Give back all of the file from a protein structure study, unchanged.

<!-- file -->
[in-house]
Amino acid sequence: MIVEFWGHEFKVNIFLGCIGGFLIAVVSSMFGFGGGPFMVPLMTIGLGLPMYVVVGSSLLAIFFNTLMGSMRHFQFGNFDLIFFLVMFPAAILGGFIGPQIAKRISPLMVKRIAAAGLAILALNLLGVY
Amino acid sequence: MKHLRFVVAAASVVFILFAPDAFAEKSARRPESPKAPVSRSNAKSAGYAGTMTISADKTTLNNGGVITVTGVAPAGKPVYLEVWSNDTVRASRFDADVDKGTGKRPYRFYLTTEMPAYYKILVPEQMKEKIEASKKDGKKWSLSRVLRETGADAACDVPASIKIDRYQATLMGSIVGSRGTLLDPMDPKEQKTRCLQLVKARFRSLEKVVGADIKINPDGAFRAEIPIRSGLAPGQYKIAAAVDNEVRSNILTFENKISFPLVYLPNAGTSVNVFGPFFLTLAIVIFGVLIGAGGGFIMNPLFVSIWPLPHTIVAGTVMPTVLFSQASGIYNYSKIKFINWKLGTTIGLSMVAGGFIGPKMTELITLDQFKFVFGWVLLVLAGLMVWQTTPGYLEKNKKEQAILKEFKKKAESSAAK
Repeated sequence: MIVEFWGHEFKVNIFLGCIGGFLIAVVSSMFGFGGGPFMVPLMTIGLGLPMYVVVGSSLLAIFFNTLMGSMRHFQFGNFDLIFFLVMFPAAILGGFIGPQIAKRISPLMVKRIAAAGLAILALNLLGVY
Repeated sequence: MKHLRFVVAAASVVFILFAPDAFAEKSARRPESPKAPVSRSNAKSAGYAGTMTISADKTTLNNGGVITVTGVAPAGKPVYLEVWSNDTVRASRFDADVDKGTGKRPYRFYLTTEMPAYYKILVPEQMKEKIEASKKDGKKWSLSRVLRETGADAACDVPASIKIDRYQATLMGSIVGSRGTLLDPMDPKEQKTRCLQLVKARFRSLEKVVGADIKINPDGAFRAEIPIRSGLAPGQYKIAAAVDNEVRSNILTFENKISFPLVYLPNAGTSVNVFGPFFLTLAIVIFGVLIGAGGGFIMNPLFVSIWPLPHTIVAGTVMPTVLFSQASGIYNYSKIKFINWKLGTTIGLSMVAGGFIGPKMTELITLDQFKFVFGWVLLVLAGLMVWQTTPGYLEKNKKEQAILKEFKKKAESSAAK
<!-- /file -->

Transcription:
[in-house]
Amino acid sequence: MIVEFWGHEFKVNIFLGCIGGFLIAVVSSMFGFGGGPFMVPLMTIGLGLPMYVVVGSSLLAIFFNTLMGSMRHFQFGNFDLIFFLVMFPAAILGGFIGPQIAKRISPLMVKRIAAAGLAILALNLLGVY
Amino acid sequence: MKHLRFVVAAASVVFILFAPDAFAEKSARRPESPKAPVSRSNAKSAGYAGTMTISADKTTLNNGGVITVTGVAPAGKPVYLEVWSNDTVRASRFDADVDKGTGKRPYRFYLTTEMPAYYKILVPEQMKEKIEASKKDGKKWSLSRVLRETGADAACDVPASIKIDRYQATLMGSIVGSRGTLLDPMDPKEQKTRCLQLVKARFRSLEKVVGADIKINPDGAFRAEIPIRSGLAPGQYKIAAAVDNEVRSNILTFENKISFPLVYLPNAGTSVNVFGPFFLTLAIVIFGVLIGAGGGFIMNPLFVSIWPLPHTIVAGTVMPTVLFSQASGIYNYSKIKFINWKLGTTIGLSMVAGGFIGPKMTELITLDQFKFVFGWVLLVLAGLMVWQTTPGYLEKNKKEQAILKEFKKKAESSAAK
Repeated sequence: MIVEFWGHEFKVNIFLGCIGGFLIAVVSSMFGFGGGPFMVPLMTIGLGLPMYVVVGSSLLAIFFNTLMGSMRHFQFGNFDLIFFLVMFPAAILGGFIGPQIAKRISPLMVKRIAAAGLAILALNLLGVY
Repeated sequence: MKHLRFVVAAASVVFILFAPDAFAEKSARRPESPKAPVSRSNAKSAGYAGTMTISADKTTLNNGGVITVTGVAPAGKPVYLEVWSNDTVRASRFDADVDKGTGKRPYRFYLTTEMPAYYKILVPEQMKEKIEASKKDGKKWSLSRVLRETGADAACDVPASIKIDRYQATLMGSIVGSRGTLLDPMDPKEQKTRCLQLVKARFRSLEKVVGADIKINPDGAFRAEIPIRSGLAPGQYKIAAAVDNEVRSNILTFENKISFPLVYLPNAGTSVNVFGPFFLTLAIVIFGVLIGAGGGFIMNPLFVSIWPLPHTIVAGTVMPTVLFSQASGIYNYSKIKFINWKLGTTIGLSMVAGGFIGPKMTELITLDQFKFVFGWVLLVLAGLMVWQTTPGYLEKNKKEQAILKEFKKKAESSAAK